Sound board (music)

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This article is about the musical instrument component. For the speaking aid, see sounding board.
Sound board of a harpsichord with Chladni patterns
A portion of the sound board of a Vose & Sons upright piano

A sound board, or soundboard, is the surface of a string instrument that the strings vibrate against, usually via some sort of bridge. Pianos, guitars, banjos, and many other stringed instruments incorporate soundboards. The resonant properties of the sound board and the interior of the instrument greatly increase the loudness of the vibrating strings.[1]

The sound board operates by the principle of forced vibration. The string gently vibrates the board, and despite their differences in size and composition, makes the board vibrate at exactly the same frequency. This produces the same sound as the string alone, differing only in timbre. The string would produce the same amount of energy without the board present, but the greater surface area of the sound board moves a greater volume of air, which produces a louder sound.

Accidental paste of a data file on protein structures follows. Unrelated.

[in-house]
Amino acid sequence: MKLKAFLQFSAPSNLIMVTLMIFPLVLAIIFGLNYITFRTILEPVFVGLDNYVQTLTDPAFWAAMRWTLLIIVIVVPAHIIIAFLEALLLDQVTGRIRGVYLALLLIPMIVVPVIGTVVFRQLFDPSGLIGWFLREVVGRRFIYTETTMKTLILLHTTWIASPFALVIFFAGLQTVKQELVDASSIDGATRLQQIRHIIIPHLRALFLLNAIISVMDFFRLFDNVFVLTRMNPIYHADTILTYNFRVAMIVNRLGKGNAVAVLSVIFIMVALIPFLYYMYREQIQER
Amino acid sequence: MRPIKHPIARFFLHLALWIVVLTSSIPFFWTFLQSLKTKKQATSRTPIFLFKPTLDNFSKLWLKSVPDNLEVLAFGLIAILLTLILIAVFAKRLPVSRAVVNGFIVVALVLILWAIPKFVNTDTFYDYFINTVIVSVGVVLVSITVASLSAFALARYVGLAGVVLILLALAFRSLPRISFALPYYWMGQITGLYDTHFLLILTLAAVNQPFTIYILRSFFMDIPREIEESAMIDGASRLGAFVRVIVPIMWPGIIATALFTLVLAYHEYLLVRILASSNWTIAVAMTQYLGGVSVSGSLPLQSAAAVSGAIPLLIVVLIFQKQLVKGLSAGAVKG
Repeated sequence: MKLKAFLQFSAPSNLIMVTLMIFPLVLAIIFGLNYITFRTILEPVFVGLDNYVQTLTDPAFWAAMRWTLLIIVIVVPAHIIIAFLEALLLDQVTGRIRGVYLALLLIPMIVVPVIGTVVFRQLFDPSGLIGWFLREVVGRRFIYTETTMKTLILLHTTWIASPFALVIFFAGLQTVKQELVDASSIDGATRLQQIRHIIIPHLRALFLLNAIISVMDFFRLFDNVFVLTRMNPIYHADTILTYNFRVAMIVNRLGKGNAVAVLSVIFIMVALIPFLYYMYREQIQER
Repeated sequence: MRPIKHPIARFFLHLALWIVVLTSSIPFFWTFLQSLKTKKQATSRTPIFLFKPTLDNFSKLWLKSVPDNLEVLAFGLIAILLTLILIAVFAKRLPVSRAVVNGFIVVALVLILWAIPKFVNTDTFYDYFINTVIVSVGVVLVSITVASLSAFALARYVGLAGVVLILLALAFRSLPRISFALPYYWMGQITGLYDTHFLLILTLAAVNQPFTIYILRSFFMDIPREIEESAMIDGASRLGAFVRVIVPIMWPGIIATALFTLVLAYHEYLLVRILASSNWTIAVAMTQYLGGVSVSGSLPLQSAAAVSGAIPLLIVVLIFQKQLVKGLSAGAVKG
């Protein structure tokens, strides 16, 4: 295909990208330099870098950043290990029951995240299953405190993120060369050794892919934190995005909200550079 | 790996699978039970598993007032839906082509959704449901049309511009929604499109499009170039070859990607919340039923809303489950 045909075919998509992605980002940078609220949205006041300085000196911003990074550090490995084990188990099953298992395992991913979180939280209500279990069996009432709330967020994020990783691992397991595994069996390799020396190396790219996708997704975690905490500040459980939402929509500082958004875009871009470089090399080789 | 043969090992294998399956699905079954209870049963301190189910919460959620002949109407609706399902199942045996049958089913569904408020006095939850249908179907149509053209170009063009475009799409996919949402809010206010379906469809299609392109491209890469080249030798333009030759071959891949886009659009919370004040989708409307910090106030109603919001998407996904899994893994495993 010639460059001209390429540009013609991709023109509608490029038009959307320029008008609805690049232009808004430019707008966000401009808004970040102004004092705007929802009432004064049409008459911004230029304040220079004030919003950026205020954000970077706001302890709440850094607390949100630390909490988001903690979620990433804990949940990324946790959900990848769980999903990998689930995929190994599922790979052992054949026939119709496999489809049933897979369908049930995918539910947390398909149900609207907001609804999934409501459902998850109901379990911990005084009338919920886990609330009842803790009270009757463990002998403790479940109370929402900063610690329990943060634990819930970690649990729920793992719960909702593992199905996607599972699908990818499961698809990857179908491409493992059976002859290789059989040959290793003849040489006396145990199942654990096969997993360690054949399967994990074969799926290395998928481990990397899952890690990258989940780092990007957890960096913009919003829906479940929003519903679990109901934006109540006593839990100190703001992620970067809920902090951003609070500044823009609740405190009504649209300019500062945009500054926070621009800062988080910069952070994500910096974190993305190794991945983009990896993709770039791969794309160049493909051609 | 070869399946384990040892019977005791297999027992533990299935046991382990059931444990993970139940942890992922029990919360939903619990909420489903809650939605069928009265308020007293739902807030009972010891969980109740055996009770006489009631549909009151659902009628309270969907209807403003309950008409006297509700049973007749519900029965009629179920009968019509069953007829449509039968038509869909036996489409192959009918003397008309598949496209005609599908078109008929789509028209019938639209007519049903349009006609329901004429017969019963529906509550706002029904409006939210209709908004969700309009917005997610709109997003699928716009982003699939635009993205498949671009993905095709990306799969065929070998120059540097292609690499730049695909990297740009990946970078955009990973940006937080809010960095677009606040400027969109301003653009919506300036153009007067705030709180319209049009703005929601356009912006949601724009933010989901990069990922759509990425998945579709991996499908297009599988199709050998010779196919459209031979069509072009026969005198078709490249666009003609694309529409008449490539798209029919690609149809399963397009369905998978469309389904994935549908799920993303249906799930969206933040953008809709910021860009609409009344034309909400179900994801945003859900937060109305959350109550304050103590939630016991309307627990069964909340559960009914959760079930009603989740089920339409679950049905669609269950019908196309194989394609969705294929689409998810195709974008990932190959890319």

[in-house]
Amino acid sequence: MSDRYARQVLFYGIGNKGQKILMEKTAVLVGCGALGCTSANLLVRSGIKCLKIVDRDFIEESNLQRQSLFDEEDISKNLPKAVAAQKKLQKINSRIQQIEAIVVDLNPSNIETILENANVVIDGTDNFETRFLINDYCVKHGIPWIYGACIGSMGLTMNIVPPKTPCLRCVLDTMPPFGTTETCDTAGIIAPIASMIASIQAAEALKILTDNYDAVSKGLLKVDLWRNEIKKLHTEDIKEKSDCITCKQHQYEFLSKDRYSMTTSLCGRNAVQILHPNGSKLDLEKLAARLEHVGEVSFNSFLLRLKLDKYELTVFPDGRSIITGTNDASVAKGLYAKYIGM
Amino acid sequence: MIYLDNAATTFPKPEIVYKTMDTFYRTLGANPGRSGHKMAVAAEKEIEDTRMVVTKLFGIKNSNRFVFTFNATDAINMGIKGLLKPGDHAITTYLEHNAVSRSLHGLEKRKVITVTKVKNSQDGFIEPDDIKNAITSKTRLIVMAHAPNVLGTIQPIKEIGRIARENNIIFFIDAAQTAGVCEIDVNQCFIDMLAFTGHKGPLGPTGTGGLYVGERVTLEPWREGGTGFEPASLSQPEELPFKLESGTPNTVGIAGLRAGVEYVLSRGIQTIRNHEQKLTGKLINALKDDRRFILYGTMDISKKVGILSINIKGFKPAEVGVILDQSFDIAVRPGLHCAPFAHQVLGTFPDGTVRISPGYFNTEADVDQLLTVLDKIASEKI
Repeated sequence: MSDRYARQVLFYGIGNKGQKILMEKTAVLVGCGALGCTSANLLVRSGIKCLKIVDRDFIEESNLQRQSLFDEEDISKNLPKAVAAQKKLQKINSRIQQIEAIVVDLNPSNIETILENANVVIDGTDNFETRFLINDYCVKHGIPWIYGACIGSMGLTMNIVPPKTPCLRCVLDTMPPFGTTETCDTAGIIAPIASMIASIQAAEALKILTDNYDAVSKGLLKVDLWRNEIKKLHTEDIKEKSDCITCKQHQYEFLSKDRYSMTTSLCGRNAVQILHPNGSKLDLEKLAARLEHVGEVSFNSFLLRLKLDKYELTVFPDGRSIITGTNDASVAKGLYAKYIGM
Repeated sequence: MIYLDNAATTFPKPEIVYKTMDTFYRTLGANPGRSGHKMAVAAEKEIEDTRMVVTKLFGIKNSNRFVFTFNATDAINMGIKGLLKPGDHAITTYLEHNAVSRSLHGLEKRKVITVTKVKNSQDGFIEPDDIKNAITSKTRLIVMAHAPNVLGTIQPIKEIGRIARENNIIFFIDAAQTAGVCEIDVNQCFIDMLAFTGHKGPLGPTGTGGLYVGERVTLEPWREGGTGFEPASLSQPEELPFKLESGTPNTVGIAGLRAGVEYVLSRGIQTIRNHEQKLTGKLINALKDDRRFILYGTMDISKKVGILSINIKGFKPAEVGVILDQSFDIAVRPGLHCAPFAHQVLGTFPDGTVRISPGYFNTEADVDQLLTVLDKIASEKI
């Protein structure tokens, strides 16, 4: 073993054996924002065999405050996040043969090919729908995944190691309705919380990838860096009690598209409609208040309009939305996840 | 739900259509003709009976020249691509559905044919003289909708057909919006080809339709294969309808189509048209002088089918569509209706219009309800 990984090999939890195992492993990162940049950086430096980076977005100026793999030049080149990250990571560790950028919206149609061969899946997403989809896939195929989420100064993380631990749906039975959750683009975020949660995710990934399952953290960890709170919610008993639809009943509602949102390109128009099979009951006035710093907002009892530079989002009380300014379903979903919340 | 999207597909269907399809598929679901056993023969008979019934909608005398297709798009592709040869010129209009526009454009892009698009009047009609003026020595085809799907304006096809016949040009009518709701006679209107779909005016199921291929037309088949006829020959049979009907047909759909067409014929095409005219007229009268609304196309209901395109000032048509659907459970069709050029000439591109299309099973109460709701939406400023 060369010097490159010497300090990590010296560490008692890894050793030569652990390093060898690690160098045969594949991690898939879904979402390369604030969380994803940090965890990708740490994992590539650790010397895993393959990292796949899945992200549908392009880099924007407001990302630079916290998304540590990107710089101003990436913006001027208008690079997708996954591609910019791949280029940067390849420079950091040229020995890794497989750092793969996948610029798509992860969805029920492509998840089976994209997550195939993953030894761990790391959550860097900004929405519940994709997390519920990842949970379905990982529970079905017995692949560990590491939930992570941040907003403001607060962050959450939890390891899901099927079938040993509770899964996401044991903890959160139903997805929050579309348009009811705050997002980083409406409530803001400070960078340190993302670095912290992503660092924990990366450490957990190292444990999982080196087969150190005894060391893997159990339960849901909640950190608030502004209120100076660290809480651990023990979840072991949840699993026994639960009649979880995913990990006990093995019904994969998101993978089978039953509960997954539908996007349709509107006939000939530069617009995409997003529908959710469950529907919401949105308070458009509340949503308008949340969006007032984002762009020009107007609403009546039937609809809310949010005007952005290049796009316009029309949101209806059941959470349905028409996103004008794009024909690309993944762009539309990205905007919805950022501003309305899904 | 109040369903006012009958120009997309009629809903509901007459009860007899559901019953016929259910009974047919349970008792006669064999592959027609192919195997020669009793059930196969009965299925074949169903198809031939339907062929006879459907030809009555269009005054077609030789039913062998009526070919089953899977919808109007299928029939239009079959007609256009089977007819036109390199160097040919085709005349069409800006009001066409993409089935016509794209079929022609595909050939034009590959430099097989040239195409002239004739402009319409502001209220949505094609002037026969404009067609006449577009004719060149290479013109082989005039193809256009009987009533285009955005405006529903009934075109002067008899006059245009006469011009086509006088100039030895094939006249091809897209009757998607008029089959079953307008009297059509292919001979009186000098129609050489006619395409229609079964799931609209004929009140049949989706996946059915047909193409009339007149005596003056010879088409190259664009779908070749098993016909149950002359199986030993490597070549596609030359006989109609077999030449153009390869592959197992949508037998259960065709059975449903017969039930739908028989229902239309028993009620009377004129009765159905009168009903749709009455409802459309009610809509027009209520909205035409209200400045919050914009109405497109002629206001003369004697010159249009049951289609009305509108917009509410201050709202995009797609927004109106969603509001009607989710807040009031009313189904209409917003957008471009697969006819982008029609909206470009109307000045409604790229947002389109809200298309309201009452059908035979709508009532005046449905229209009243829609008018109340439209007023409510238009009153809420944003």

Sound boards are traditionally made of wood (see tonewood), though other materials are used, such as skin or plastic on instruments in the banjo family. Wooden sound boards typically have one or more sound holes of various shapes. Round, oval, or F-holes appear on many plucked instruments, such as guitars and mandolins. F-holes are usual in violin family instruments. Lutes commonly have elaborate rosettes. A sound board, depending on the instrument, is also called a top, plate, or belly.

In a grand piano, the sound board is part of the case. In an upright piano, the sound board is a large vertical plate at the back of the instrument. The harp has a sound board below the strings.

More generally, any hard surface can act as a sound board. An example is when someone strikes a tuning fork and holds it against a table top to amplify its sound.

See also[edit]


  1. ^ Alberto Bachmann (1975), An encyclopedia of the violin, p. 87 

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